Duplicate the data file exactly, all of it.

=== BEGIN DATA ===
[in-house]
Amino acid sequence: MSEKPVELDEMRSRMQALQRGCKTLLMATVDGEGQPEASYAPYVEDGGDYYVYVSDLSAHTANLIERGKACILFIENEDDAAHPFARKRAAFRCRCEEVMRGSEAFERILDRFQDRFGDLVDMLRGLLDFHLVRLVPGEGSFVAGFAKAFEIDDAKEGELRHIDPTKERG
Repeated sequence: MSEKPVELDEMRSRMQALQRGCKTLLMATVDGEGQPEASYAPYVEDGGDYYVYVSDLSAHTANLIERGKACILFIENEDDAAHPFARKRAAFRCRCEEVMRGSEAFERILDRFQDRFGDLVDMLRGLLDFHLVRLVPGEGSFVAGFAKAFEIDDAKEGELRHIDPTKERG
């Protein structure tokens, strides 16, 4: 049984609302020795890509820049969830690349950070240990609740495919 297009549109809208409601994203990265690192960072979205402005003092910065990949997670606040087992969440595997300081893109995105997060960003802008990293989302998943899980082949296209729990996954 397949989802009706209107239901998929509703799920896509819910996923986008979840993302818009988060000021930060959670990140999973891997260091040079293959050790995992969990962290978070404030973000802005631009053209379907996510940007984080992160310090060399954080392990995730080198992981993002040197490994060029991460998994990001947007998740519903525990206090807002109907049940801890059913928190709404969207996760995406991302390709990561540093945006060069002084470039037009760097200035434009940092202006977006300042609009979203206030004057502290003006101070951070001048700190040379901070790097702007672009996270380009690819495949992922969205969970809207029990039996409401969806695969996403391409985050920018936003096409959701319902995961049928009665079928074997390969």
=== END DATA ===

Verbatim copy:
[in-house]
Amino acid sequence: MSEKPVELDEMRSRMQALQRGCKTLLMATVDGEGQPEASYAPYVEDGGDYYVYVSDLSAHTANLIERGKACILFIENEDDAAHPFARKRAAFRCRCEEVMRGSEAFERILDRFQDRFGDLVDMLRGLLDFHLVRLVPGEGSFVAGFAKAFEIDDAKEGELRHIDPTKERG
Repeated sequence: MSEKPVELDEMRSRMQALQRGCKTLLMATVDGEGQPEASYAPYVEDGGDYYVYVSDLSAHTANLIERGKACILFIENEDDAAHPFARKRAAFRCRCEEVMRGSEAFERILDRFQDRFGDLVDMLRGLLDFHLVRLVPGEGSFVAGFAKAFEIDDAKEGELRHIDPTKERG
């Protein structure tokens, strides 16, 4: 049984609302020795890509820049969830690349950070240990609740495919 297009549109809208409601994203990265690192960072979205402005003092910065990949997670606040087992969440595997300081893109995105997060960003802008990293989302998943899980082949296209729990996954 397949989802009706209107239901998929509703799920896509819910996923986008979840993302818009988060000021930060959670990140999973891997260091040079293959050790995992969990962290978070404030973000802005631009053209379907996510940007984080992160310090060399954080392990995730080198992981993002040197490994060029991460998994990001947007998740519903525990206090807002109907049940801890059913928190709404969207996760995406991302390709990561540093945006060069002084470039037009760097200035434009940092202006977006300042609009979203206030004057502290003006101070951070001048700190040379901070790097702007672009996270380009690819495949992922969205969970809207029990039996409401969806695969996403391409985050920018936003096409959701319902995961049928009665079928074997390969």